Being a dedicated mom is work. Before reading any further, please note the period.

As I prepare to return to the working world, contemplating how I will “account” for the six-month hole in my resume, I find myself struggling with the notion that somehow, somefuckinghow, being a mom isn’t enough.

Everyone knows it’s considered highly unprofessional (maybe even borderline crazy) to publicly proclaim parenting has added to your professional value – especially when you’re hunting for a job. I would never in a million years write “Mom” on my resume, but that doesn’t mean I shouldn’t. Parenting has obviously increased my professional value – I’d even argue it’s made me invaluable – it’s made me smarter, it’s given me focus, I’m quicker, I’m tougher, I’m more agile,  I’m more out of the box, I’m more insightful and I literally don’t give a fuck what anyone else thinks – BUT, I MEAN, WHO AM I TO THINK?! – I’m just a mom, right? I’m just an unemployed mom, who’s been sitting here wasting away. What could I possibly know?

Anyway, moving on.

I found an article on Monster, Resume tips for full-time parents returning to work, and these are actual quotes from actual people:

“Most women who stay at home for a period of time are not just doing laundry and homework…Most women are involved in significant volunteer efforts, and that is the experience that should be included in a resume.” And “We personally feel that there is no need to dress up time at home with silly titles like ‘domestic engineer…The important thing is to identify how you have continued to use your business skills in the time you have been out of the workforce. And if you truly have had nothing but child care and household responsibilities, it would be a good idea to get involved in some volunteer activities that require business skills—managing committees, writing newsletters, handling budgets, etc.” And “Parents who have been out of the workforce for a number of years and have minimal alternative experience such as volunteer work may need a functional resume. Although functional resumes are not preferred by hiring managers…”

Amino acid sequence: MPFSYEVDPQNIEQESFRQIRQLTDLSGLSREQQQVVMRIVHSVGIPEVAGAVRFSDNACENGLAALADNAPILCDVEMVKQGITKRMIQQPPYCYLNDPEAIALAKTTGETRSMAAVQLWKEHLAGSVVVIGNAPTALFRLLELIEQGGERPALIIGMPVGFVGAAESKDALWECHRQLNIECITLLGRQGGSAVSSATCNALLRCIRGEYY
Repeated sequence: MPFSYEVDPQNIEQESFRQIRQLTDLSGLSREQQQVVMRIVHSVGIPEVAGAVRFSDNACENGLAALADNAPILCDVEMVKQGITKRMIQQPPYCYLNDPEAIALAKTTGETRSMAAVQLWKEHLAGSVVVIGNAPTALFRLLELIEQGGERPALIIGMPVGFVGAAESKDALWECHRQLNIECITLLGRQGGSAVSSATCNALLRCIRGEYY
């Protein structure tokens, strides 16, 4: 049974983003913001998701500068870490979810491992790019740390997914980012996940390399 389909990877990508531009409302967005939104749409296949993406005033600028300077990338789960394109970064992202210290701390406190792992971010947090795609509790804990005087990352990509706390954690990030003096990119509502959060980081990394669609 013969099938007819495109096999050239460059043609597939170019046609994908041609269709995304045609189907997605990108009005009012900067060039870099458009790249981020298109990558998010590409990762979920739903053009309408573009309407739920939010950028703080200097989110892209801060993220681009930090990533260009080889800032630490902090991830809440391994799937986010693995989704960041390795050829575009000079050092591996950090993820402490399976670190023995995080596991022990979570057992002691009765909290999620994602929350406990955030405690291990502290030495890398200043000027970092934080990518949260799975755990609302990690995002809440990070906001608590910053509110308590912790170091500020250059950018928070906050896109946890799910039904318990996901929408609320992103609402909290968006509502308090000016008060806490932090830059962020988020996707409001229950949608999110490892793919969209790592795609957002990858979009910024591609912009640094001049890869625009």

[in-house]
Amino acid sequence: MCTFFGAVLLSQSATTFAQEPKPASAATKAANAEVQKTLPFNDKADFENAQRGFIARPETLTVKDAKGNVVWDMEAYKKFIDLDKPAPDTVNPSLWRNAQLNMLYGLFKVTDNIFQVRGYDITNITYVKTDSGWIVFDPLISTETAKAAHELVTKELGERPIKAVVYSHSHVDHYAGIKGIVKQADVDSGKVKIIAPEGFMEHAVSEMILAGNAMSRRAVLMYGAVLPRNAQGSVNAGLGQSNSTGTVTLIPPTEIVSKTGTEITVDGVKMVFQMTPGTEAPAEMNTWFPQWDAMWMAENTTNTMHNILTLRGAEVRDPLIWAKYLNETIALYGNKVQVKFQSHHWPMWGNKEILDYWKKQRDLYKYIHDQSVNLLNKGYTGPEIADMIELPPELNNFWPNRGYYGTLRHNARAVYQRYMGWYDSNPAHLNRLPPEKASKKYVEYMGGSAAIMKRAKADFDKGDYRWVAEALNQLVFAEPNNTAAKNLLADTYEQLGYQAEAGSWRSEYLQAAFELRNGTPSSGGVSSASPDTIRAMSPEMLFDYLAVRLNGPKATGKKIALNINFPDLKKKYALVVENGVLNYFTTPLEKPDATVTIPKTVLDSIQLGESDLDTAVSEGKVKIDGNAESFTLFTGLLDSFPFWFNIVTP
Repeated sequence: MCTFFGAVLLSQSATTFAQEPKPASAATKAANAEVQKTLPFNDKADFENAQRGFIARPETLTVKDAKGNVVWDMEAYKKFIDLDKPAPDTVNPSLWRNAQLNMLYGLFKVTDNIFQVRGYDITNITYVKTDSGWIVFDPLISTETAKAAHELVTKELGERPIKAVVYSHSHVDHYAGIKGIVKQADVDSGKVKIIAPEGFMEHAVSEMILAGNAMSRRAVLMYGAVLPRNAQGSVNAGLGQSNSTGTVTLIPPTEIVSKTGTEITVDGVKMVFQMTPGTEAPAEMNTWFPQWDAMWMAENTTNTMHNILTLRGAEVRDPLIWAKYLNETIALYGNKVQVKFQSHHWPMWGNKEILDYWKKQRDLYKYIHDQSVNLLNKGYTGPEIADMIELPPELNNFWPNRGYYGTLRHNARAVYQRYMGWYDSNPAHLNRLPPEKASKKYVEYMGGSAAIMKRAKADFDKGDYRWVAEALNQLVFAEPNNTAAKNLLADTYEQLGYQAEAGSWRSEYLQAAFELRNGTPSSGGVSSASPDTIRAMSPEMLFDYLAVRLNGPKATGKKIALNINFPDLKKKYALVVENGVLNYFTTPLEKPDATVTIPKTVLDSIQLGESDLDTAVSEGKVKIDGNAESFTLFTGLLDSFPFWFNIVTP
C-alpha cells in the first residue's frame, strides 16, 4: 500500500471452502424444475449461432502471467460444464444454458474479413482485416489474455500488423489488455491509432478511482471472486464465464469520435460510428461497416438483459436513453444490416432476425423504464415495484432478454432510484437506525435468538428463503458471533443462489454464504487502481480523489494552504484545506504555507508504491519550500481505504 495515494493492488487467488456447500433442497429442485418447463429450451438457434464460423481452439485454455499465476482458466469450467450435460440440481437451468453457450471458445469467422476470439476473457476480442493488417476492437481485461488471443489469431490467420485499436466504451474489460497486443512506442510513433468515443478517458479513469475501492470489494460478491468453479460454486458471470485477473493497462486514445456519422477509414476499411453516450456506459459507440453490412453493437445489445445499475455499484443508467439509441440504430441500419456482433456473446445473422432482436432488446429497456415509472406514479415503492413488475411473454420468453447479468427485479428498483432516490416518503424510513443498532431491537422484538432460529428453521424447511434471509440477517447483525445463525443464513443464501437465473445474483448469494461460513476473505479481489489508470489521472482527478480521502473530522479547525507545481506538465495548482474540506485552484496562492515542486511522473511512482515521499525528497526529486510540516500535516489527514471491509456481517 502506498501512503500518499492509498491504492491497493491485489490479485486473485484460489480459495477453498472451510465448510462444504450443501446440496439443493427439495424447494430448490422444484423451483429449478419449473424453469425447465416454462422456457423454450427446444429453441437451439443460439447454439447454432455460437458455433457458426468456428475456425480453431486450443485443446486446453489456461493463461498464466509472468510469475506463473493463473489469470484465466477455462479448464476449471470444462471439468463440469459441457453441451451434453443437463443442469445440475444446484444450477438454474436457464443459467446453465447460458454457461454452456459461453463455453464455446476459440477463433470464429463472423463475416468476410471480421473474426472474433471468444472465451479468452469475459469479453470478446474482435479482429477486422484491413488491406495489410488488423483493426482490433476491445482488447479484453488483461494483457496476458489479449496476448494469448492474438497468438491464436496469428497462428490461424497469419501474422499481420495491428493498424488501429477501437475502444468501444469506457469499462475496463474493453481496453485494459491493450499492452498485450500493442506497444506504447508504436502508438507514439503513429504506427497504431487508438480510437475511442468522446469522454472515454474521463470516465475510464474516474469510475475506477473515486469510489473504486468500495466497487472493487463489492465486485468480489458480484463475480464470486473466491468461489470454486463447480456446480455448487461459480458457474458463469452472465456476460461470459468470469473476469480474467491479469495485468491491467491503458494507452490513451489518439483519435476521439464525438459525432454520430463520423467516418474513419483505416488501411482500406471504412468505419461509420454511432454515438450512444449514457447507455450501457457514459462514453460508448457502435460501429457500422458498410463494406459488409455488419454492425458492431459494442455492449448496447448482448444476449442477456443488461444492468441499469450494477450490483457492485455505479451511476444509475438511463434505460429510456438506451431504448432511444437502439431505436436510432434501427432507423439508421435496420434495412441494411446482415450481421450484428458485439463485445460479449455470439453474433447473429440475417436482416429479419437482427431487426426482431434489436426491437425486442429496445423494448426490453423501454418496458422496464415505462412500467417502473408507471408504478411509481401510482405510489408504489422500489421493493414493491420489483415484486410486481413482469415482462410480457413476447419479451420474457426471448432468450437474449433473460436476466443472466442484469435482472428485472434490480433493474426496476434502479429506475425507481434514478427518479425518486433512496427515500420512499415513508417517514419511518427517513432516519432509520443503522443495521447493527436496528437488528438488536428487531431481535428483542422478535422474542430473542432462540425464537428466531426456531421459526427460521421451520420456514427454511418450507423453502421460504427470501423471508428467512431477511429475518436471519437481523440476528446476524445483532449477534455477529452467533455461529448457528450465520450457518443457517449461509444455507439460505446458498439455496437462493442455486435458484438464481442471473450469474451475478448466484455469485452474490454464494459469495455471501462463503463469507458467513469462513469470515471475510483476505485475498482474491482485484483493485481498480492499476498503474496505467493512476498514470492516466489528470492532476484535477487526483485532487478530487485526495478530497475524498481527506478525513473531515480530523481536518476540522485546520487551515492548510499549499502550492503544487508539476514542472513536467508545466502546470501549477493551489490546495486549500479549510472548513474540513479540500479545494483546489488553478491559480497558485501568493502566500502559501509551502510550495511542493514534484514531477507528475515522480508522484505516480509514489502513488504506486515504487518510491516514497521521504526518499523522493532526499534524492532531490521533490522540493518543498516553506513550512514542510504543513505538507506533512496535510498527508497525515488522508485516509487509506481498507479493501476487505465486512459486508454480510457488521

I’ll let that sink for a minute.

Now, I did volunteer and continue to use my “business” skills (which  FYI are not exclusive to business careers) over the last six months. But not because I was worried about having a gap in my resume but because I had the time and resources to do so. And, of course, I wrote whenever I could but, let’s be serious, I was not a true stay-at-home mom. Most weeks, the boys went to school three days a week and I spent at least two of those volunteering.. If I had been an honest-to-goodness stay-at-home mom, my six months off would have looked drastically different.

I would have never been able to volunteer like I did and I would have written exponentially less. I have a one- and three-year old who never stop. Only one of them naps and neither of them are particularly tame children when they’re together. They make nine hour days pass faster than a trip to the post office drop box. Spending the day with my boys is basically like spending the day in one of those escape rooms – but worse because there are things like feces, bodily harm and toddlers involved – and it’s a whole week. It’s a non-stop circuit of time- and life-sensitive problem solving. I mean, parenting isn’t exactly like conducting brain surgery (well, to me – to my toddlers it’s 100% as serious brain surgery) but it’s definitely not like sitting in an office, with a set schedule of meetings and a nicely organized list of to-dos where adults speak to you kindly and people respect your personal space.